Ford cars get draconian parental controls
Speed capped, wheelspin nixed, shock-jock radio stifled
Teenagers will soon find radio shock jocks off the listings, along with loud music, speeding of any kind and wheel spins too – if Dad upgrades to Ford's MyKey system that is.
MyKey works with the MyFord Touch system, a standard feature on many US models which can already lock on the traction control and limit the stereo volume to protect a child's delicate hearing. Now the beloved first-born* can have his top speed capped, and isn't even allowed to listen to "explicit" radio stations, which should remove any remaining vestige of street credibility.
Kids will have to wear seatbelts too, or face a journey in silence as the radio cuts out entirely if belts aren't worn. Mum and Dad are allowed to fly through the windscreen to an accompanying soundtrack as usual, if the air bags don't catch 'em.
The MyKey technology is based on the transceiver already built into many key fobs – used to immobilise cars if the ignition key is bypassed. The fob is already used by some cars to adjust seats and mirrors to pre-programmed settings for that driver; My[First]Key just allows a parent to make those settings on behalf of their children, and will come as standard on the higher-end (US) Fords next year.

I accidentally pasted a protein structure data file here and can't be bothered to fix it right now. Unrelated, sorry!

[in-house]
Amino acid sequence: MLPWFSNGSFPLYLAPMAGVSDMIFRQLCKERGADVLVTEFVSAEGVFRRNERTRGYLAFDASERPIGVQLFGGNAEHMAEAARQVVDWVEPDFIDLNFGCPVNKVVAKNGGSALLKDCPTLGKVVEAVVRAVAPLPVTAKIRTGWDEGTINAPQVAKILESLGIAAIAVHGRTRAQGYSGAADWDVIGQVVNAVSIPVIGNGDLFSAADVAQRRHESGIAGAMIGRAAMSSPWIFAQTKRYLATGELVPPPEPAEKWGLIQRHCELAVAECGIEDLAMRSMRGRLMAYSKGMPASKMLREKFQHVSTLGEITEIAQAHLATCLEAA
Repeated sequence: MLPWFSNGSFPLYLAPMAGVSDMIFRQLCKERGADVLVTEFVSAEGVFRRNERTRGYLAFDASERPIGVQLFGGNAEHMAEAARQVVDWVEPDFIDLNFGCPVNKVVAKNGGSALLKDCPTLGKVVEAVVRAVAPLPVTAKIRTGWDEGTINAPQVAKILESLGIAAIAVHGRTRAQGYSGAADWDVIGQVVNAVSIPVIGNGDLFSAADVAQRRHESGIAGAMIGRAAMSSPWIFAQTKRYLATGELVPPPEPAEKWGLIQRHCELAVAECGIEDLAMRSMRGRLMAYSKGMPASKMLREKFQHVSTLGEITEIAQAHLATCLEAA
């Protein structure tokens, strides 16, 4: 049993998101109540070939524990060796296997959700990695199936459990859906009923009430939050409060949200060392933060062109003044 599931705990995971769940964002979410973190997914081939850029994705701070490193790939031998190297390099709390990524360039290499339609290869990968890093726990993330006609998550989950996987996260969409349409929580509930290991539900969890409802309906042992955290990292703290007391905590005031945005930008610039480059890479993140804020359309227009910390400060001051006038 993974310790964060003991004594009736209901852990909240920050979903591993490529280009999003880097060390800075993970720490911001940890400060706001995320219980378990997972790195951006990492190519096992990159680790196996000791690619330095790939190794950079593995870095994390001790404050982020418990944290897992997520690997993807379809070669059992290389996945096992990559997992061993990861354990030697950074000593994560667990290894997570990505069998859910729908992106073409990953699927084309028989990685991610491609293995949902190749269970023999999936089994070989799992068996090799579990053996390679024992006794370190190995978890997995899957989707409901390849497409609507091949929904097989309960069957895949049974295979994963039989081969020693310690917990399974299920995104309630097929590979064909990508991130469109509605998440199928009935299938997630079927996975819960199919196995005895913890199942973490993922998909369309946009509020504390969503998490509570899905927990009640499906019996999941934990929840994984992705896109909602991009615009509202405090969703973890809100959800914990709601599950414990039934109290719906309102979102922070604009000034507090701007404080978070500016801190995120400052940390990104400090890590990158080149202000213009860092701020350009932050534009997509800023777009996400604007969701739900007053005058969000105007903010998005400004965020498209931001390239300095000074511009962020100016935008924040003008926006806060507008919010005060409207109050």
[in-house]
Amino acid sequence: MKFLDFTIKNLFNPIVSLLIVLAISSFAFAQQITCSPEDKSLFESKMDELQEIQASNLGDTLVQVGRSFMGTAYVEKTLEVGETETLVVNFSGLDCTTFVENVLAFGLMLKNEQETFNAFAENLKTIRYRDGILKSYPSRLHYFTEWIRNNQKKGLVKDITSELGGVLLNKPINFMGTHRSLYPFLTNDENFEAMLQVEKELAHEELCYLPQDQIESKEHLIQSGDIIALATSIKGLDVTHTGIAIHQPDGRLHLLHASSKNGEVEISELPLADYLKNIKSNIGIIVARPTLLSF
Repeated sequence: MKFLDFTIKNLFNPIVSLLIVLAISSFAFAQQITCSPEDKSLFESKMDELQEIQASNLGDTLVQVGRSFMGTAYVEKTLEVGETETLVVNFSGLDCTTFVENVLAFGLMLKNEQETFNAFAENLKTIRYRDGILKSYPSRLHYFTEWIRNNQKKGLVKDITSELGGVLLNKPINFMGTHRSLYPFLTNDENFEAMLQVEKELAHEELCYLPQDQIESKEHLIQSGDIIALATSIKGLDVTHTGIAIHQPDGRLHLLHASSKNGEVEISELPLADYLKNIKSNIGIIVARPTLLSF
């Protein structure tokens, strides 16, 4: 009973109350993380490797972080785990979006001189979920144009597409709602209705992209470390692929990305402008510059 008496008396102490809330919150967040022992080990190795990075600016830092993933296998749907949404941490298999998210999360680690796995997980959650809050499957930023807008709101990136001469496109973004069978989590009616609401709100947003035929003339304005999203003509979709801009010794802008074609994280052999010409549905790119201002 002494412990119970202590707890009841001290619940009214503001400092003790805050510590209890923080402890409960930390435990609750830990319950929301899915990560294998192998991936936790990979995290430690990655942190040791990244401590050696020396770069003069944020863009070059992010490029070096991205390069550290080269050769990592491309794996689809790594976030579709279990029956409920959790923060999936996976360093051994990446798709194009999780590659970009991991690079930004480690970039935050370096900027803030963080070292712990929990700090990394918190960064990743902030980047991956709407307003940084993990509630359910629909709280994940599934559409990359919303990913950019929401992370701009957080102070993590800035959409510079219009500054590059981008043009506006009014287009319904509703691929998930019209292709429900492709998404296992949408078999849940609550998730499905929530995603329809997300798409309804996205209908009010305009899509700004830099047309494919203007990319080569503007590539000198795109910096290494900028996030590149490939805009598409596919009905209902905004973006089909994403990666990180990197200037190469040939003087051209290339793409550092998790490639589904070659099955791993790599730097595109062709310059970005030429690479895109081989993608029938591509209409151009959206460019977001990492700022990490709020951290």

According to Ford, 60 per cent of (American) parents want to be able to block explicit radio stations (around a dozen of the several-hundred stations provided by Sirius satellite radio), while 85 per cent of them approved of speed-capping and 45 per cent of their kids even liked the idea – "if it meant the possibility of additional driving privileges".
One might argue that better parenting and some trust would work as effectively as any technology, and that might be true with speeding and wheel-spinning, but surely some freedoms are worth sacrificing to protect children from the worst excesses of US radio jockeys. ®
* Following children are never as coddled as the first-born, anyone with more than one kid will confirm that.